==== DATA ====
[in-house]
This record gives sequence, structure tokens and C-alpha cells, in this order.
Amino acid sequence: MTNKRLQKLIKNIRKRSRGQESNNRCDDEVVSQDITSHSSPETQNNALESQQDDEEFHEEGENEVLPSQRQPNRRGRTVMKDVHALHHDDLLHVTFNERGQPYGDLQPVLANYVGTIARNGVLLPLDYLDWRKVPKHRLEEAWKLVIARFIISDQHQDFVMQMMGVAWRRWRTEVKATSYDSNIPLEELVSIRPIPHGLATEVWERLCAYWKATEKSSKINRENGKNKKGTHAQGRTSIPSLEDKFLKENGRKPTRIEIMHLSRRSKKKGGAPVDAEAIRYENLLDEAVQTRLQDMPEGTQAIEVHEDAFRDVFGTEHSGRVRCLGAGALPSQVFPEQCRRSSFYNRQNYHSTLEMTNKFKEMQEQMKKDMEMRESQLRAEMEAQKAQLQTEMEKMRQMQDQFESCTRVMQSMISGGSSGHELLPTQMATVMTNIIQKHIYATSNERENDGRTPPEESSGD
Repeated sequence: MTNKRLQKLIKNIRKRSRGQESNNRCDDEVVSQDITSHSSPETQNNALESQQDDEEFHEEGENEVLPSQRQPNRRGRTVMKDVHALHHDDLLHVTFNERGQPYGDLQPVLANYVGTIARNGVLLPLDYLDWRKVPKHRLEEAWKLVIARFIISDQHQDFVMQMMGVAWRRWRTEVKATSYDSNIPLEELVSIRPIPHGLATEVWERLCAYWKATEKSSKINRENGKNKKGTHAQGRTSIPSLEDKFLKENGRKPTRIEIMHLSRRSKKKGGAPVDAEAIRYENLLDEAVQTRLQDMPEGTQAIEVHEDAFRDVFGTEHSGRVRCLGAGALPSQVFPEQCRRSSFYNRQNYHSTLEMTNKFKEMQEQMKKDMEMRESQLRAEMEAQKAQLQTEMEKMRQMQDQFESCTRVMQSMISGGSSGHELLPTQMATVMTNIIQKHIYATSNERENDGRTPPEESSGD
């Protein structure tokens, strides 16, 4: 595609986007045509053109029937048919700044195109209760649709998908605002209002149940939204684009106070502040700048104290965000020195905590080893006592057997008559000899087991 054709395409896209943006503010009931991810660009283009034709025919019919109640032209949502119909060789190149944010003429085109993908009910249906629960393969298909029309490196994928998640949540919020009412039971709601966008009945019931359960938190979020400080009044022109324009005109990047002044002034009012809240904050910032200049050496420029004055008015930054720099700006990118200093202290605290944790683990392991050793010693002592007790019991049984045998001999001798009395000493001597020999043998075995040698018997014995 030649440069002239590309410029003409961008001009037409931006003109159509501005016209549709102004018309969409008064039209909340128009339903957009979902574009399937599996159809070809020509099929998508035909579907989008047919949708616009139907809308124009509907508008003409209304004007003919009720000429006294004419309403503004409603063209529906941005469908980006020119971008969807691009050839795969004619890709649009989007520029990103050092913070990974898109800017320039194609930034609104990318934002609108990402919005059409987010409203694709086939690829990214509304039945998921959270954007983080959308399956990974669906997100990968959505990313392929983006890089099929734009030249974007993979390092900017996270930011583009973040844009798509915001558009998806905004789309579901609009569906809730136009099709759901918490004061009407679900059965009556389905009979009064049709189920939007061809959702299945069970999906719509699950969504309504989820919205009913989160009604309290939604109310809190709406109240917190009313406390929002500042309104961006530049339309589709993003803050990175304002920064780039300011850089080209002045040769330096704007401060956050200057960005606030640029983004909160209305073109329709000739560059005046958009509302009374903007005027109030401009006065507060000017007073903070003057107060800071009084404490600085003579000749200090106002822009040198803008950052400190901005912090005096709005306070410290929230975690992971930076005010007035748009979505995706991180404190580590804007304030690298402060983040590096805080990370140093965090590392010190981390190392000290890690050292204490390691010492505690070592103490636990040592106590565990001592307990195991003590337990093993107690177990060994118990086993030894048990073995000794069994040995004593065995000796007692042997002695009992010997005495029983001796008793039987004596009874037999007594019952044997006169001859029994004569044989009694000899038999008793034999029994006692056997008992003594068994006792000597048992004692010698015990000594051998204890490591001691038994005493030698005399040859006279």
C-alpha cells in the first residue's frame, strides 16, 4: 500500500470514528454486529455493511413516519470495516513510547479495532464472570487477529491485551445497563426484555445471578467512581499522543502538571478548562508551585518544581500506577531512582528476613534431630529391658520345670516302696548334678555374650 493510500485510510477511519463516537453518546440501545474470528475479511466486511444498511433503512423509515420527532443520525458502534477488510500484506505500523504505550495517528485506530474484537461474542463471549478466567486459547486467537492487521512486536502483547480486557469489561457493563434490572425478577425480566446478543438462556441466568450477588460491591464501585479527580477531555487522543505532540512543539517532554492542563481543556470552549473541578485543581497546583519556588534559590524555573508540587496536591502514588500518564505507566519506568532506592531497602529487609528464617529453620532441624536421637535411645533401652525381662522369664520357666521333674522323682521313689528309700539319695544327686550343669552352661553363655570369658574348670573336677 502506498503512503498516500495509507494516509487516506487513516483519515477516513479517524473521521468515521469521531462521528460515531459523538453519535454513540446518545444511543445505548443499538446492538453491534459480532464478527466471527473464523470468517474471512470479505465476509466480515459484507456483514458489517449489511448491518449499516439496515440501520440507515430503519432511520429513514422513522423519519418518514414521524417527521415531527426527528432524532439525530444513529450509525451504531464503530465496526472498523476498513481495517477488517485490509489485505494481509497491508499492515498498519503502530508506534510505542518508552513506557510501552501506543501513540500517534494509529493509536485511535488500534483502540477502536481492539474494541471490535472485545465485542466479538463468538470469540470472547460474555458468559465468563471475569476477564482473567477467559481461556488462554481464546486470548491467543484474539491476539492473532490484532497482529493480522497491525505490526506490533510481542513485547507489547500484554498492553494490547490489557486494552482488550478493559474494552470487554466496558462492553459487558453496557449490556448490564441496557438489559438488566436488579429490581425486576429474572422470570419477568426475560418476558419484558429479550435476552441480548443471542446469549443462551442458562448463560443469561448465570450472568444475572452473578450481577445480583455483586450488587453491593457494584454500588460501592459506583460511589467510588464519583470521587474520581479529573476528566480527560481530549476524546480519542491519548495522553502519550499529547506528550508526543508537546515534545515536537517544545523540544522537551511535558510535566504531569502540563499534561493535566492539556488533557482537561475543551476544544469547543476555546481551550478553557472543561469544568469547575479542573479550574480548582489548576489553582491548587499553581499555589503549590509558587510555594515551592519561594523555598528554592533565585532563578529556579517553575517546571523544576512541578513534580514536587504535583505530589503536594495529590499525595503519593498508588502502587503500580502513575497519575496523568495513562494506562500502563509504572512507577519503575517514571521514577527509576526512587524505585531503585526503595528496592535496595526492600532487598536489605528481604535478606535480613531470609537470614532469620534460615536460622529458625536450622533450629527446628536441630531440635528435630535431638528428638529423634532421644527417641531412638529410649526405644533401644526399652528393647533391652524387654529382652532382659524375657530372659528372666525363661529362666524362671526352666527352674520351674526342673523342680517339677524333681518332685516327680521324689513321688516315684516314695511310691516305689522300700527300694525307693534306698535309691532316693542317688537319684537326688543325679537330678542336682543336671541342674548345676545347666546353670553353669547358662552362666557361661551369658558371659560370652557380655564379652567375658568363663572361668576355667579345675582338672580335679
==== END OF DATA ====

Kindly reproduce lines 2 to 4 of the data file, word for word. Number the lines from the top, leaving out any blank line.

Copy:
This record gives sequence, structure tokens and C-alpha cells, in this order.
Amino acid sequence: MTNKRLQKLIKNIRKRSRGQESNNRCDDEVVSQDITSHSSPETQNNALESQQDDEEFHEEGENEVLPSQRQPNRRGRTVMKDVHALHHDDLLHVTFNERGQPYGDLQPVLANYVGTIARNGVLLPLDYLDWRKVPKHRLEEAWKLVIARFIISDQHQDFVMQMMGVAWRRWRTEVKATSYDSNIPLEELVSIRPIPHGLATEVWERLCAYWKATEKSSKINRENGKNKKGTHAQGRTSIPSLEDKFLKENGRKPTRIEIMHLSRRSKKKGGAPVDAEAIRYENLLDEAVQTRLQDMPEGTQAIEVHEDAFRDVFGTEHSGRVRCLGAGALPSQVFPEQCRRSSFYNRQNYHSTLEMTNKFKEMQEQMKKDMEMRESQLRAEMEAQKAQLQTEMEKMRQMQDQFESCTRVMQSMISGGSSGHELLPTQMATVMTNIIQKHIYATSNERENDGRTPPEESSGD
Repeated sequence: MTNKRLQKLIKNIRKRSRGQESNNRCDDEVVSQDITSHSSPETQNNALESQQDDEEFHEEGENEVLPSQRQPNRRGRTVMKDVHALHHDDLLHVTFNERGQPYGDLQPVLANYVGTIARNGVLLPLDYLDWRKVPKHRLEEAWKLVIARFIISDQHQDFVMQMMGVAWRRWRTEVKATSYDSNIPLEELVSIRPIPHGLATEVWERLCAYWKATEKSSKINRENGKNKKGTHAQGRTSIPSLEDKFLKENGRKPTRIEIMHLSRRSKKKGGAPVDAEAIRYENLLDEAVQTRLQDMPEGTQAIEVHEDAFRDVFGTEHSGRVRCLGAGALPSQVFPEQCRRSSFYNRQNYHSTLEMTNKFKEMQEQMKKDMEMRESQLRAEMEAQKAQLQTEMEKMRQMQDQFESCTRVMQSMISGGSSGHELLPTQMATVMTNIIQKHIYATSNERENDGRTPPEESSGD